Less than 5 percent of adults get at least 30 minutes of exercise each day, according to the 2010 Dietary Guidelines for Americans, and only slightly more meet the recommended weekly minimum of 150 minutes. Some of the reasons are understandable. From fitting workouts into a hectic schedule to breaking through plateaus in your progress, reaching and maintaining physical fitness isn’t always easy. Implementing simple, effective fitness strategies can help take the angst out of the equation and give you a healthier, happier life. If you’re considering significant lifestyle changes, we recommend that you first seek approval from your doctor, and consider these 10 tips.
#1 Value Variety
Monotony is a major workout-routine breaker, and its effects aren’t merely emotional. If you only perform the same exercises and don’t require anything new from your body, it will eventually adapt to even the hardest physical demands. If you continually jog the same distance and pace, for example, the activity will grow easier and your body will benefit less. To add variety to your workouts, we recommend mixing it up during weight training — increasing reps while using lighter weights or doing fewer reps with heavy weights. You can also commit to trying one new exercise every few weeks or exercising in different environments, such as a gym, outdoors and a yoga studio.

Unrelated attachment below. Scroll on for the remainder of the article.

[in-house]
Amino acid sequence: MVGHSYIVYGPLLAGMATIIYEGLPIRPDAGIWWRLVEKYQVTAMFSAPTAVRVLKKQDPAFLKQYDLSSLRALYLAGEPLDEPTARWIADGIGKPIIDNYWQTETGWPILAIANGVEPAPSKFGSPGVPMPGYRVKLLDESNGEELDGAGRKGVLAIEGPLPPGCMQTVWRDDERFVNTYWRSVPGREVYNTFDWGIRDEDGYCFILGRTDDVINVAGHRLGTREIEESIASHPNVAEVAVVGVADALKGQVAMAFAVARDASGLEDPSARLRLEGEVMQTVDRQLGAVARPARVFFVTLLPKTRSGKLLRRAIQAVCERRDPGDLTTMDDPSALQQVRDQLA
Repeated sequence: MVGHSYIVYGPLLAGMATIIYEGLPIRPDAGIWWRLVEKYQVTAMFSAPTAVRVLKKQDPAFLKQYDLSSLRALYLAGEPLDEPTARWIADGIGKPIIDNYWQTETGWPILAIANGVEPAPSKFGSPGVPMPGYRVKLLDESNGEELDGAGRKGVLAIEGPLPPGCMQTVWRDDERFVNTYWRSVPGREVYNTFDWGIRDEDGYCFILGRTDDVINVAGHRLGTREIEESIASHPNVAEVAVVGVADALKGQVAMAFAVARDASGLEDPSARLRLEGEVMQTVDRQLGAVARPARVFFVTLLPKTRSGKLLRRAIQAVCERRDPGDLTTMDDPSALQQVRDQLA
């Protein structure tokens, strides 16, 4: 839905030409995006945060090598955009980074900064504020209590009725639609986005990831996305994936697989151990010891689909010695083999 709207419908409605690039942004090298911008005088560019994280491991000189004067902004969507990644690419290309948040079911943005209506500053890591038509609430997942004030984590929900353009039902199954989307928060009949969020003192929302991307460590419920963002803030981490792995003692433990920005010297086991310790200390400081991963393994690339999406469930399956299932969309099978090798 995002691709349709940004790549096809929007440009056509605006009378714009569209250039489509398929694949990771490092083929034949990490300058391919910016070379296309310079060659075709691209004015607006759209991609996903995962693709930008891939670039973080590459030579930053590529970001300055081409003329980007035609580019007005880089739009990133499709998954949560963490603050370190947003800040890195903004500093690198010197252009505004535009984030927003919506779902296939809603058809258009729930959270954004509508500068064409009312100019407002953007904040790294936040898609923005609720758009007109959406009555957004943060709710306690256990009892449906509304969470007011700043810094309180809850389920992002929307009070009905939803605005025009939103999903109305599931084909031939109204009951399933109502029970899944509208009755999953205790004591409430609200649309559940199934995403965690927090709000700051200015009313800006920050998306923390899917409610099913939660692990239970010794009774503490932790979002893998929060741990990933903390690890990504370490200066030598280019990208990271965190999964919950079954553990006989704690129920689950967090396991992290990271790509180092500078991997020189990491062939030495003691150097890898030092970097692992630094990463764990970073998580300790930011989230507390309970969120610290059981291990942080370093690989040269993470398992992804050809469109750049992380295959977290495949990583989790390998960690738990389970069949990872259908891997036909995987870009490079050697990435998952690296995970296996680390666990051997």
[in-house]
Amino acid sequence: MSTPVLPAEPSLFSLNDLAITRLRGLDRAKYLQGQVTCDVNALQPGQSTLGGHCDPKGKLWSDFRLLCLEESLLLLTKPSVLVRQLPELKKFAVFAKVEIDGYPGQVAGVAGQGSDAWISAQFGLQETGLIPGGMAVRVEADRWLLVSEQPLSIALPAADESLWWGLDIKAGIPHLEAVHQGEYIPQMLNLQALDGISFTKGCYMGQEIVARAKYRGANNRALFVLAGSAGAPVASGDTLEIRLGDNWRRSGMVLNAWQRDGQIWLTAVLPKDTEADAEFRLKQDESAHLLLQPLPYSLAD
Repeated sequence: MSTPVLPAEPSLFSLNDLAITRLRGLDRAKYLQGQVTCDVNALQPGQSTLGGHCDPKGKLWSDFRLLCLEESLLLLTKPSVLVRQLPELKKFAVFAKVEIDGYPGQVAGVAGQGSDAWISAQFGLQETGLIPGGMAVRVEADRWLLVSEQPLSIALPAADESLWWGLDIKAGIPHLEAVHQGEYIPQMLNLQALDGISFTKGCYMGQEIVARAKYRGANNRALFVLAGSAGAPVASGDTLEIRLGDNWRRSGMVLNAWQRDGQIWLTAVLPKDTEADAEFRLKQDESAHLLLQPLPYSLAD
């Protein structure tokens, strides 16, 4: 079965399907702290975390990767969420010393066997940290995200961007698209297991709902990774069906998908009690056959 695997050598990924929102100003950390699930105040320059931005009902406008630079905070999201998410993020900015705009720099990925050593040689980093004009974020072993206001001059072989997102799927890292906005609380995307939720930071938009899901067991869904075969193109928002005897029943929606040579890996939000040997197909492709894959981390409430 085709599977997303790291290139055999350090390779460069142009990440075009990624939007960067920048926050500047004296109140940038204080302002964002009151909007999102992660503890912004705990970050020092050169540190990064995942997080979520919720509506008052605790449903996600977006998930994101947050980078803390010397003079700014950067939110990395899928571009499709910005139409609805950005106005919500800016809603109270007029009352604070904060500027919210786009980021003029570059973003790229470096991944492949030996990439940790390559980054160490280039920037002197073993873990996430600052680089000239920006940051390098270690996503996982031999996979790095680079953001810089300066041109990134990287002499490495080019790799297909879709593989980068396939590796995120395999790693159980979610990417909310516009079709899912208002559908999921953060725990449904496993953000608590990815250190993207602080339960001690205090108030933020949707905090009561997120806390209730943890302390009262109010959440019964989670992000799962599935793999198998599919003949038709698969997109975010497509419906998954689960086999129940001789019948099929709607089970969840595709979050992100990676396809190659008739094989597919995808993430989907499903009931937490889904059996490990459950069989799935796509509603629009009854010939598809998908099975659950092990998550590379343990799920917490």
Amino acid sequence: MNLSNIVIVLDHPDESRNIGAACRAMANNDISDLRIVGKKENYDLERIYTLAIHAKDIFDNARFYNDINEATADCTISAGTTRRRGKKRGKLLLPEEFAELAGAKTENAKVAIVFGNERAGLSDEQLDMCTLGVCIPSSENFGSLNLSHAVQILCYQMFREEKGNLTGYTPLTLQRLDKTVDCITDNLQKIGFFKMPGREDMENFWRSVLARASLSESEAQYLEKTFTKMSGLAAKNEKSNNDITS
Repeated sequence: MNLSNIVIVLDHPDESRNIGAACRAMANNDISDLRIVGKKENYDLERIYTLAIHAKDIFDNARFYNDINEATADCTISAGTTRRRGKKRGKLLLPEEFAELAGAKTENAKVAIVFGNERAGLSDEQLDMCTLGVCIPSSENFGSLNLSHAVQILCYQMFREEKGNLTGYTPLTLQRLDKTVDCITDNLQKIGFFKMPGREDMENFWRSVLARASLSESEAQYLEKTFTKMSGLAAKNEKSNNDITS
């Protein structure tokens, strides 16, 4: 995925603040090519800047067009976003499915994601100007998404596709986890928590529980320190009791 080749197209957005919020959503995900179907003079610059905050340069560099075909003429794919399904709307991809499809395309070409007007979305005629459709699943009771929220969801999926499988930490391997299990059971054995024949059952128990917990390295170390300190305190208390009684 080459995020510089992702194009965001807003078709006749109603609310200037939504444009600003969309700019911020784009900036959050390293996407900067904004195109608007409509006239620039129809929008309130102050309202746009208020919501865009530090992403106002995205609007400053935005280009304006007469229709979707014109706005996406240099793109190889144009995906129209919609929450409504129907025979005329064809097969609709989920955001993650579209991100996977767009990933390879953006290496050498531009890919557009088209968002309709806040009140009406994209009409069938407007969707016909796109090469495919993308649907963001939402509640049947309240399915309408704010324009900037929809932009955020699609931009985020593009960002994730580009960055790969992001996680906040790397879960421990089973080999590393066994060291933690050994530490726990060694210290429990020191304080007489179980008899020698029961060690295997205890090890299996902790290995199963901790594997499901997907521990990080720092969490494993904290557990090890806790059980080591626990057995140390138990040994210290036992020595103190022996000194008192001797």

#2 Turn on the tunes
If you typically exercise in silence and find yourself counting down the minutes left, you may want to divert your attention from your muscles to your ears. Music boosts energy levels, motivation and exertion during repetitive endurance activities. Listening to music, a podcast or an audio book can also reduce emotional discomfort common in people just starting out. To work music into interval training, alternate fast-tempo and slow-tempo songs on your MP3 player and run, walk or bike quickly or slowly along with the beat.
#3 Drink up!
Water does more than quench thirst. Proper hydration is crucial to a healthy exercise regimen. Drinking the right amount of water before physical activity allows your body to perform properly while preventing dehydration, overhydration, injuries and heat illness. While there’s no specific amount of water that works for everyone, pale or clear urine and a lack of thirst are two signs you’re drinking enough. The key is to keep your fluids easily accessible, so there’s no excuse not to drink and stay hydrated. We recommend keeping a water bottle nearby throughout the day.
#4 Don’t skimp on carbs